The consequences of early menopause and menopause symptoms for labour market participation

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10 January 2022

Published journal: Social Science and Medicine

Abstract

Using a difference-in-difference estimator we identify the causal impact of early menopause and menopause symptoms on the time women spend in employment through to their mid-50s. We find the onset of early natural menopause (before age 45) reduces months spent in employment by 9 percentage points once women enter their 50s compared with women who do not experience early menopause. Early menopause is not associated with a difference in full-time employment rates. The number of menopause symptoms women face at age 50 is associated with lower employment rates: each additional symptom lowers employment rates and full-time employment rates by around half a percentage point. But not all symptoms have the same effects. Vasomotor symptoms tend not to be associated with lower employment rates, whereas the employment of women who suffer psychological problems due to menopause is adversely affected. Every additional psychological problem associated with menopause reduces employment and full-time employment rates by 1–2 percentage points, rising to 2–4 percentage points when those symptoms are reported as particularly bothersome.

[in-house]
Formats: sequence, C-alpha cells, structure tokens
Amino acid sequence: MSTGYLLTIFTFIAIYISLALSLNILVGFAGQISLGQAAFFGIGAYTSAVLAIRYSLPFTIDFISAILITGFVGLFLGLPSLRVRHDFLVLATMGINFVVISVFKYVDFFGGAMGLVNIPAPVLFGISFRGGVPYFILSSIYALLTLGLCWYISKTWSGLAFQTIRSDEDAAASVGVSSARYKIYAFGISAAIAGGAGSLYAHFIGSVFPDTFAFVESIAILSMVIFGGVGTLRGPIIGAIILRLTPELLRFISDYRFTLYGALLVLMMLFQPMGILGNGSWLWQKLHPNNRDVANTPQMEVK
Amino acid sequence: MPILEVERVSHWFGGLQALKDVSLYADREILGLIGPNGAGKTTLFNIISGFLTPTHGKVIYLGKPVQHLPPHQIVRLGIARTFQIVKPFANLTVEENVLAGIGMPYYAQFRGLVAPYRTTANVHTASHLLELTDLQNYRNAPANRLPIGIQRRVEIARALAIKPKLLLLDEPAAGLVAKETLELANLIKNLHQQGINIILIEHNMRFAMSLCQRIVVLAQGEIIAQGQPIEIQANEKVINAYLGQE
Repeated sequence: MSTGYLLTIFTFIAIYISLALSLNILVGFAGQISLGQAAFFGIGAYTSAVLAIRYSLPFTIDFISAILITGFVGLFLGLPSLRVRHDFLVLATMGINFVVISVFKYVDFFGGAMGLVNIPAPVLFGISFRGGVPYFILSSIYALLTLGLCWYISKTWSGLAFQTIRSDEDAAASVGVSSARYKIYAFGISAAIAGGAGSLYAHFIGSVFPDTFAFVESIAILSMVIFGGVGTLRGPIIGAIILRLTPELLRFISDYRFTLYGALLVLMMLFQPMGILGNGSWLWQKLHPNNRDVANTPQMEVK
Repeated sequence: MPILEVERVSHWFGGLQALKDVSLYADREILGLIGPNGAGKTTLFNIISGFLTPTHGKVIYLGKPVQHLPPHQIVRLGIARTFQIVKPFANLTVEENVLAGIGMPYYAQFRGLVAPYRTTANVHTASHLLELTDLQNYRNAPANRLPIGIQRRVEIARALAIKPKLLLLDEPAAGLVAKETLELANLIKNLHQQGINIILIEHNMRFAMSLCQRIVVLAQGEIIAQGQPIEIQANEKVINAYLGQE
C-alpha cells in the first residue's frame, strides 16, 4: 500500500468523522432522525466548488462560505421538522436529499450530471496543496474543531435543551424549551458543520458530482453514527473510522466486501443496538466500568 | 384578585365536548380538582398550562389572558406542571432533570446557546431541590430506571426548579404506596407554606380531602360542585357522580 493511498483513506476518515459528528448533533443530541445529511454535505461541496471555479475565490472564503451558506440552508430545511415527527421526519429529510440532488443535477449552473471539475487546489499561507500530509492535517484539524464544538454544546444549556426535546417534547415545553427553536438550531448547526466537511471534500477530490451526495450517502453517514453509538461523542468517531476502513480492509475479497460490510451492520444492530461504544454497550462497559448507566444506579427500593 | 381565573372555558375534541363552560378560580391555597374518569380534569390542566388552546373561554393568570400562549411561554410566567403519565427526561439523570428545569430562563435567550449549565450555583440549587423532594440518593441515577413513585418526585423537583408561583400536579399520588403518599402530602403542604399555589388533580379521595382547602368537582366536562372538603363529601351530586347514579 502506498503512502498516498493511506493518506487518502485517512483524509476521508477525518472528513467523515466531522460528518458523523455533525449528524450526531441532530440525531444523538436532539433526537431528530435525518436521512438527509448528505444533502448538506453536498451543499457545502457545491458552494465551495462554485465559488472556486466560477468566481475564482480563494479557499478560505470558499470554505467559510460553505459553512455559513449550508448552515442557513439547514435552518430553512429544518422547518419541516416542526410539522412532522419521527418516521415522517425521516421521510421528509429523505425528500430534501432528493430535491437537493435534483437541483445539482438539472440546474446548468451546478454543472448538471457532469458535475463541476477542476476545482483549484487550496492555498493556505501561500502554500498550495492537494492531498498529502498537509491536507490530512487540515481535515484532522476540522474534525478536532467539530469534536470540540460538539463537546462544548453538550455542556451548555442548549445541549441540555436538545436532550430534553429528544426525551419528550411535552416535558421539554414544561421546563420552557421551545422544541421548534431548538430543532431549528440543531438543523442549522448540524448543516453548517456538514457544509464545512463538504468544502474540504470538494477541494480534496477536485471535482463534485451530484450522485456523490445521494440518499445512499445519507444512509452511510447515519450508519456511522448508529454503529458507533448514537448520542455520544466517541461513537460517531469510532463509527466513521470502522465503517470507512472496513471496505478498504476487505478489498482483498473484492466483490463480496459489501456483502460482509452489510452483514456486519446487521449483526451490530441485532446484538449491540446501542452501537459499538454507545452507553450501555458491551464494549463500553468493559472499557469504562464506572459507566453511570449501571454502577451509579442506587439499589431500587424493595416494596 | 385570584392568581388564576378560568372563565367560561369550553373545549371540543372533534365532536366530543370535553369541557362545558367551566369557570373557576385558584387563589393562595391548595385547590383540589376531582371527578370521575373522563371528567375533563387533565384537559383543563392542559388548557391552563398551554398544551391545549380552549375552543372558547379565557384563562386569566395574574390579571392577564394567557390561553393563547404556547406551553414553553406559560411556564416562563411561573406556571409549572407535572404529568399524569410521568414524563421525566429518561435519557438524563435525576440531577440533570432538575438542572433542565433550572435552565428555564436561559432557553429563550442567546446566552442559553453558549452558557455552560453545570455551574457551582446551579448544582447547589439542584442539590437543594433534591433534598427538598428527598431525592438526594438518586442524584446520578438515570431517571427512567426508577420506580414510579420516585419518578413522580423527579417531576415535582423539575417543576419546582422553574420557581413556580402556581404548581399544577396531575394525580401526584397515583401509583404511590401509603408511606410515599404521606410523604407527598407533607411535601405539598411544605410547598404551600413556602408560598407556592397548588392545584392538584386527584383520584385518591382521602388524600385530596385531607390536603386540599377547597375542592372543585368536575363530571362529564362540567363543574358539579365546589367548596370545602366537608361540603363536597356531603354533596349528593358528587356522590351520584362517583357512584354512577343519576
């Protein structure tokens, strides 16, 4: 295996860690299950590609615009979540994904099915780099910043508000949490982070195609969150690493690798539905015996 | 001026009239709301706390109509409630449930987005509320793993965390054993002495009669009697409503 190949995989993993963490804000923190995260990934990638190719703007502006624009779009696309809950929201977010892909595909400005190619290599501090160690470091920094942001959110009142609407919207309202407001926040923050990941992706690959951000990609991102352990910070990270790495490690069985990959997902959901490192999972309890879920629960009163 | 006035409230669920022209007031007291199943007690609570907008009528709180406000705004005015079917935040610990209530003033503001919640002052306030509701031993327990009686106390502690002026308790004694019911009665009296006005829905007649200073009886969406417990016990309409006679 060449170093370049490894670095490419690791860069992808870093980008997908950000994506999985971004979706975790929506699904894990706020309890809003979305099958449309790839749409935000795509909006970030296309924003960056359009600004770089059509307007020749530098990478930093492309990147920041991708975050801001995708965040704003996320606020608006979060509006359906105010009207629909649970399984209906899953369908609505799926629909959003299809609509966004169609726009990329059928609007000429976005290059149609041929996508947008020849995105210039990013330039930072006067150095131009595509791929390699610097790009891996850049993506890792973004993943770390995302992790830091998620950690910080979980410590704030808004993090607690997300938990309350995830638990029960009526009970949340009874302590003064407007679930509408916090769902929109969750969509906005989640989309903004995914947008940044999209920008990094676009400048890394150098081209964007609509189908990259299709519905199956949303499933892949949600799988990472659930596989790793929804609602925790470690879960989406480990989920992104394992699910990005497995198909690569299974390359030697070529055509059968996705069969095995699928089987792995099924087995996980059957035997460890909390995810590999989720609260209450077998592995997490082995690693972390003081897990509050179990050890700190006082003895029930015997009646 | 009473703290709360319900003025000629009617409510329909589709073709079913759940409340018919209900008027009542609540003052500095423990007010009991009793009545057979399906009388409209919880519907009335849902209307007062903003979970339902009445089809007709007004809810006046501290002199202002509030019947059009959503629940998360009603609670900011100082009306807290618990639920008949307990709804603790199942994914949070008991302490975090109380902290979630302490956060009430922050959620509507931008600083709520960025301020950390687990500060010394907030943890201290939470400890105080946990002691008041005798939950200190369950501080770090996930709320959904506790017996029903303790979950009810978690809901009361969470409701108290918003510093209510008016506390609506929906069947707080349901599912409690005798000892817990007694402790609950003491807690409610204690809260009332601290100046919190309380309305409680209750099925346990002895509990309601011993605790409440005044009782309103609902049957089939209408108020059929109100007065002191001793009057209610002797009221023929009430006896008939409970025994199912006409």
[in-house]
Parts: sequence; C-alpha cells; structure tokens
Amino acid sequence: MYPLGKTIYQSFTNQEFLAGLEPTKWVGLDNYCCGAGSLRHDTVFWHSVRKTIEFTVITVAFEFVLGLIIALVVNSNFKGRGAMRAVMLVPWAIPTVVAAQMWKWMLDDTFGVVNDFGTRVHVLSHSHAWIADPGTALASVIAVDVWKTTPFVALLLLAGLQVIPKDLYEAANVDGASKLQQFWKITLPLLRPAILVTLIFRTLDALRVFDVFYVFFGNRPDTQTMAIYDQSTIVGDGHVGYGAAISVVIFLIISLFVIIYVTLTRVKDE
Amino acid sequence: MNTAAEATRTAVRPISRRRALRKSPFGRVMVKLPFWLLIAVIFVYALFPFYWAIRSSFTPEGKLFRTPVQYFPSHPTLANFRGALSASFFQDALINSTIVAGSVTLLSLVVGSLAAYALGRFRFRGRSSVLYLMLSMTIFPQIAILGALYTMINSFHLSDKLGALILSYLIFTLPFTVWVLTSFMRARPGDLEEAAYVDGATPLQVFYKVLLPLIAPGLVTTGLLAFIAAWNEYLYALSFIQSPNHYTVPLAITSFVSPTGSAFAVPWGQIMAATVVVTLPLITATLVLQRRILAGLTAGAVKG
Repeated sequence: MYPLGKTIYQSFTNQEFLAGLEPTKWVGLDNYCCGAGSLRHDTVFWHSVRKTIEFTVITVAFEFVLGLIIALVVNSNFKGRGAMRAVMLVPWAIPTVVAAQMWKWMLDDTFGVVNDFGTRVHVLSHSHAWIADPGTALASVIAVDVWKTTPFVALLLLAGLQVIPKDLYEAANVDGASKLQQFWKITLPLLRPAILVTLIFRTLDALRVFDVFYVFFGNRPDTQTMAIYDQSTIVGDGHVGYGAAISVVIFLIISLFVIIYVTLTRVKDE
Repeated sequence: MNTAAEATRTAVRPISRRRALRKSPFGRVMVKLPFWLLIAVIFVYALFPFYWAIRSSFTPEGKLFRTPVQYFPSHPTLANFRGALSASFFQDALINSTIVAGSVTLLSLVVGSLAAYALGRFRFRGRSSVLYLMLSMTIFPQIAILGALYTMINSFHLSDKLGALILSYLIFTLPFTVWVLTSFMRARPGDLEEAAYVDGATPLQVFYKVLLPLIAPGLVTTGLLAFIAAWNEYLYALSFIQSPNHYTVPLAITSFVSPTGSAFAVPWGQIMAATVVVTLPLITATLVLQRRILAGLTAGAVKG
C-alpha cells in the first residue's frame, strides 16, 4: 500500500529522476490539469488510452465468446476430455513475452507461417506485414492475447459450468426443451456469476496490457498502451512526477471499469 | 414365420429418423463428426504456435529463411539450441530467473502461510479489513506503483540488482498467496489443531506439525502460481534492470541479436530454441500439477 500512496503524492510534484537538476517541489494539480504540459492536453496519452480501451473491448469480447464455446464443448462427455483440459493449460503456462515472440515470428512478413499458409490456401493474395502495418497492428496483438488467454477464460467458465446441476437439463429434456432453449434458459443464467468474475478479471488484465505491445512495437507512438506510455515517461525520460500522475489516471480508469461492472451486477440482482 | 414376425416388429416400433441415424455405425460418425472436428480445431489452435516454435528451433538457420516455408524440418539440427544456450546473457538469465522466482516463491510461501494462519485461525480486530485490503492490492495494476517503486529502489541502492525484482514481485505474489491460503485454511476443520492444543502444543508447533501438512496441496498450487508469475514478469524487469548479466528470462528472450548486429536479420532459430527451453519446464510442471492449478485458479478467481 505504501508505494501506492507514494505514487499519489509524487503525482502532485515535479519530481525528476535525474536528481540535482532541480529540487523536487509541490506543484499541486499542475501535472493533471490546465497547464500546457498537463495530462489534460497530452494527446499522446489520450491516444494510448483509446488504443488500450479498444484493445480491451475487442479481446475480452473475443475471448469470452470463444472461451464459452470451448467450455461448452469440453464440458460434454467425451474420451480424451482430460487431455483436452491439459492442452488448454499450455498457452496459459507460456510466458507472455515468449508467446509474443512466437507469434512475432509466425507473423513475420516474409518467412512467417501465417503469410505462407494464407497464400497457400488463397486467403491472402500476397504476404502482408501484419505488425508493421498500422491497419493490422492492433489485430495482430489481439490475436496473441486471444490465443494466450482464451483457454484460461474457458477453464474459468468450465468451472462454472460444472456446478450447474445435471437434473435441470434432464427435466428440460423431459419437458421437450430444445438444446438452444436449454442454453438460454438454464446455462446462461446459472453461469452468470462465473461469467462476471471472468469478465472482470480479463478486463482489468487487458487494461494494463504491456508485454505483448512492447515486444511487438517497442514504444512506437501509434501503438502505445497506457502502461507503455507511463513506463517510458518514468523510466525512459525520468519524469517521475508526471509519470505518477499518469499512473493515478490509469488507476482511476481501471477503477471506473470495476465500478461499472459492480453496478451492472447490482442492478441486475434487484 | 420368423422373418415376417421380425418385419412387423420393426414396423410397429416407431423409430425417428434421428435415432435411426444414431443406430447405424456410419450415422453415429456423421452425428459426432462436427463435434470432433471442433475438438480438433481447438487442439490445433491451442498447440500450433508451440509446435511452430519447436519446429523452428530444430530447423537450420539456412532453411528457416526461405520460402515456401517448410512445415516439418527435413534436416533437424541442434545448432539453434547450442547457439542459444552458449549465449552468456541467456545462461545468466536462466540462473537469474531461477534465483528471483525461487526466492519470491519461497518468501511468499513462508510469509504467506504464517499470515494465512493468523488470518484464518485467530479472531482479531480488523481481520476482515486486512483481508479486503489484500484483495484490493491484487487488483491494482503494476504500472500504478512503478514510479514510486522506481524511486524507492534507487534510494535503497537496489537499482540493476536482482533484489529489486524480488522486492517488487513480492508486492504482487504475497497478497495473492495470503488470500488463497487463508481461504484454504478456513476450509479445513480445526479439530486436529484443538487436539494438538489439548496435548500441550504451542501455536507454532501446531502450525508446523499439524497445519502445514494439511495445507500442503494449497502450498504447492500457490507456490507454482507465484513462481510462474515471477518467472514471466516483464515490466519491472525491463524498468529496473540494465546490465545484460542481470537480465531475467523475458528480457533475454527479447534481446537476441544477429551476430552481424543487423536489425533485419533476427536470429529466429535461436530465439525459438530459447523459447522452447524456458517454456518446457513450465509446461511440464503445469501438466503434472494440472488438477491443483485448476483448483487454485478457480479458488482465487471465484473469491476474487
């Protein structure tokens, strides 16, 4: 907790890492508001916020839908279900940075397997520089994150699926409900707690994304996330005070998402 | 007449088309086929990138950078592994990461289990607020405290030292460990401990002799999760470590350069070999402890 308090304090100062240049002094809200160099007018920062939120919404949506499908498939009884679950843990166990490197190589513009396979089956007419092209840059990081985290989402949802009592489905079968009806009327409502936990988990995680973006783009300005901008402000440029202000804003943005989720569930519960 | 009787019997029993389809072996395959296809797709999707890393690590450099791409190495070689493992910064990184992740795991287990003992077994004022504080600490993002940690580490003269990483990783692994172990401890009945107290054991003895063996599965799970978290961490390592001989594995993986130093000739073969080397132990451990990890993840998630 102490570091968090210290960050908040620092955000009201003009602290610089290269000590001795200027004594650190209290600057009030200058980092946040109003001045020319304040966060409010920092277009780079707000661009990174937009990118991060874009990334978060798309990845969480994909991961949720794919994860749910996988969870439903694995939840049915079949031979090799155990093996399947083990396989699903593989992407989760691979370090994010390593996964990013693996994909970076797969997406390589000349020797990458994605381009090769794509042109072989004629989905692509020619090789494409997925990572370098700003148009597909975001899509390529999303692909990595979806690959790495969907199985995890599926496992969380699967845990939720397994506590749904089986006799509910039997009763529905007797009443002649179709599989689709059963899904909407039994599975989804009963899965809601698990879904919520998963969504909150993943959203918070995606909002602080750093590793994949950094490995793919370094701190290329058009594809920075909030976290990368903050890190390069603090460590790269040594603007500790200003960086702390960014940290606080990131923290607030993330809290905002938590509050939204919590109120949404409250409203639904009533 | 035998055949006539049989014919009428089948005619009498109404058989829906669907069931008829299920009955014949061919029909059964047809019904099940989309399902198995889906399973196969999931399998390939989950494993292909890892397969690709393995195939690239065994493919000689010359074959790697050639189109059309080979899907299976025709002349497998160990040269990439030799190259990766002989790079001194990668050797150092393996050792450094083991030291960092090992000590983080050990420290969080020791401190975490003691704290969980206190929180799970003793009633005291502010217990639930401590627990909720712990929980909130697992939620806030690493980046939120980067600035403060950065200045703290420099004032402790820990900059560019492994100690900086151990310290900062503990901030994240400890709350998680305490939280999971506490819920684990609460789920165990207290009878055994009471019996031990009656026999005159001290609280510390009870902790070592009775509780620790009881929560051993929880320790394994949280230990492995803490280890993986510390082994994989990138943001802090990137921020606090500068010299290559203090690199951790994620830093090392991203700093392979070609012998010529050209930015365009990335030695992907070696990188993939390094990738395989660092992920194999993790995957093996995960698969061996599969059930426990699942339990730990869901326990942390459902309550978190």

Citation 

Alex Bryson, Gabriella Conti, Rebecca Hardy, Darina Peycheva, Alice Sullivan,
'The consequences of early menopause and menopause symptoms for labour market participation' Social Science & Medicine, Volume 293, 2022.

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